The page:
The Directors: Anthony
Directed by: Anthony Donohoe
Format: Single channel HD video on loop, projection
Running Time: 25 minutes, 18 seconds
After each film was shot, Artangel's Associate Director Michael Morris interviewed Marcus Coates on set capturing the artist's immediate reflections on his experience.
Listen to Anthony's thoughts and feelings on the process of production on SoundCloud here.
The Directors interview transcript: Anthony
Michael: Anthony, I think it was more than a year ago that you first talked to Marcus about
this project. What made you want to participate in it?
Anthony: When I saw the advertisement for the project through MIND, I jumped at the chance, because it was a paid role. I've got a big interest in film-making and photography. Given my background with mental illness, and being in prison, and being in the health and social care system, it seemed like the kind of project I would really enjoy, and also kind of a sense of responsibility, in that not everybody can tell their story, whether they're in hospital, lack of capacity, and actually doing something fun and creative.
Michael: One of the things we were most worried about at that time when you came forward was whether or not these films, in portraying your own experience, would make you feel distressed, and it turns out that almost the opposite is the case, that it's actually Marcus who becomes distressed, and you are actually much more stable.
Anthony: Yes. So, there were a couple of times which I did actually find pretty difficult. It wasn't because anybody else made me feel uncomfortable. When we were filming, there were questions from one of the actors about my mum, and the relationship there, and it was almost like I was trying to say to myself, 'You were aware it was abusive. You stayed so long.' Trying to almost justify that I did stay so long, that I could have took a step back and I would have been much further down the road to recovery.
Michael: What was it like to see your mum portrayed by an actor?
Anthony: What we tried to do with that was actually avoid the kind of council estate mum, because not everybody on a council estate is brought up in a certain way. A lot of systems can't actually get that inside view without actually being there. We didn't make it so much about my mum specifically, even though there were elements of her. What it demonstrated was that, actually, in any household, behind any closed door, that is the reality that some people face.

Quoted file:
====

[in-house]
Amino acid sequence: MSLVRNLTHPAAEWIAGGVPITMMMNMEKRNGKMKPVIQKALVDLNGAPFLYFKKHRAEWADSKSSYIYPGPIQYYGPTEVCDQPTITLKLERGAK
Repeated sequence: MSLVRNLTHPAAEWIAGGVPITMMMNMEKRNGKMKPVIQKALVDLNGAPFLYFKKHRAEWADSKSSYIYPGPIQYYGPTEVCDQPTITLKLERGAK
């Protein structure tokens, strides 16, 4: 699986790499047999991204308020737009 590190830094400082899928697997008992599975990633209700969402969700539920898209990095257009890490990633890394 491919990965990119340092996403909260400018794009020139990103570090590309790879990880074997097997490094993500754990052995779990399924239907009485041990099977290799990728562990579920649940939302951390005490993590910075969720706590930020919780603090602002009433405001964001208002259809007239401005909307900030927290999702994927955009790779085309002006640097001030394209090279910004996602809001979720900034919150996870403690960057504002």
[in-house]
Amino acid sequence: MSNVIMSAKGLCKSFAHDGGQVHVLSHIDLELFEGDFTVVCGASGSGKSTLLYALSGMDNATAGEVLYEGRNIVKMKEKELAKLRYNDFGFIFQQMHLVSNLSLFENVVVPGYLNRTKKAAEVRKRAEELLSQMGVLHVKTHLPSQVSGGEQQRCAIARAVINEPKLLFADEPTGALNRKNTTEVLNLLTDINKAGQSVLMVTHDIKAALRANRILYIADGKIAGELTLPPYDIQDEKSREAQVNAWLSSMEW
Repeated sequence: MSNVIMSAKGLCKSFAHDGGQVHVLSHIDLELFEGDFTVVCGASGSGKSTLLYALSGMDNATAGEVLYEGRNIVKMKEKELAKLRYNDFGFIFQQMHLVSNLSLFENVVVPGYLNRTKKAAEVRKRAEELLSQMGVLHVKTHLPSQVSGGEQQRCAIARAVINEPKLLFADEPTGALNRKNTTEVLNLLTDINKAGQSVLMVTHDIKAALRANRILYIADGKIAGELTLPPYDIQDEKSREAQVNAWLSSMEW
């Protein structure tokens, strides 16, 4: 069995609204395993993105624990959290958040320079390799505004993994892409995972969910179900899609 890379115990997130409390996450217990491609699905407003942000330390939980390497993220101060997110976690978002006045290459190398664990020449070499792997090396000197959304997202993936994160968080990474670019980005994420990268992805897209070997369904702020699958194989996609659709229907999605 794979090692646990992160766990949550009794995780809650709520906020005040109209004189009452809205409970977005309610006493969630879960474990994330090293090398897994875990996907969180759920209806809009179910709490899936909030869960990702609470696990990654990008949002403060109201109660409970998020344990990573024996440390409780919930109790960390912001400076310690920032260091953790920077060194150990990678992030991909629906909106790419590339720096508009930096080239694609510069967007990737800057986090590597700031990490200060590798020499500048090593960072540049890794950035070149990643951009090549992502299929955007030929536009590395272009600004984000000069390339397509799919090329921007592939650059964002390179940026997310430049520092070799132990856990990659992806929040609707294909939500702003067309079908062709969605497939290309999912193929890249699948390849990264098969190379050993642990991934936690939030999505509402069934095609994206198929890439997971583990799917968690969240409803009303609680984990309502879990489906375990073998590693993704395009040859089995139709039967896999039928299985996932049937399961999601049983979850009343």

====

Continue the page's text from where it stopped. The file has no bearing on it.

Michael: The benefit officer demonstrated empathy to you. Is there any parallel example of when your mother did demonstrate empathy to you?
Anthony: Yes, there was. She taught me to cook. She taught me to use a washing machine. She taught me to iron my shirts for school when I was young. Whether I wanted to or not, I learnt skills to be able to look after myself. There was a lack of support that I needed, which is why there's been so many ups and downs in my life. So, there are happy memories from when I was a kid.
Michael: Sure. There's a lack of support in your story from the system.
Anthony: I think that my mother lacked support as well. That, then, had an impact on what went on in our household, which was particularly unpleasant, but this wasn't about slagging my mum off. It was more about demonstrating just how difficult people's interactions can be, or people's lack of awareness of anyone's health. The wonderful thing about this project is it's actually allowed me to say, 'Look, this did happen. This is how it was.' It's given me my own truth, which a lot of people will try and deny someone, depending on what they gain from a situation, and I have been denied that, particularly with the system. I'm still being denied that. This is documenting real, actual situations. For example, that job offer. It was a very real job offer. Benefit officers were actually told to sanction people at that time, for the most minor things, like being late, or not getting a job deliberately, i.e. ballsing up an interview. I really enjoyed working with the actor who played the benefits officer, because she did demonstrate that empathy. My benefits officer did actually do that. She did try and make things easy, and once I was diagnosed with mental health issues and illness, she then helped me with the crossover into Employment Support Allowance.
Michael: How do you think Marcus did in portraying your own experience?
Anthony: I was actually very surprised just how much emotion Marcus felt, just how loud things can feel when unwell. It was sad to see, but, actually, it was quite enlightening, because Marcus did get the reality of the situation. He might not have, kind of, hallucinated the experience, but it affected him emotionally. People are quick to prescribe medication for certain issues, and, actually, a lot of things are linked with psychology or emotional problems, and those are the things that start triggering people's illnesses. I think that change in environments and situations for people is most important, in order to improve someone's health, because it is so overwhelming. I think it's about making sure that that support is available, because it's alright, kind of, saying it's there, but if people can't access it, then their situation won't necessarily improve, which I think is a large part of why we see a revolving door system throughout all systems, whether it be criminal justice, mental health, unemployment. I think it was really important that we didn't just, sort of, say, 'The Department for Work and Pensions is a bad, bad thing,' because they help and support a lot of people.
Michael: Well, I think you stepped into the shoes of a director really brilliantly, actually, over the three days we've been working. You've assumed that role more and more confidently.
Anthony: I've really enjoyed the process, and I think it's been nice that everybody has, kind of, taken on board what I've had to say.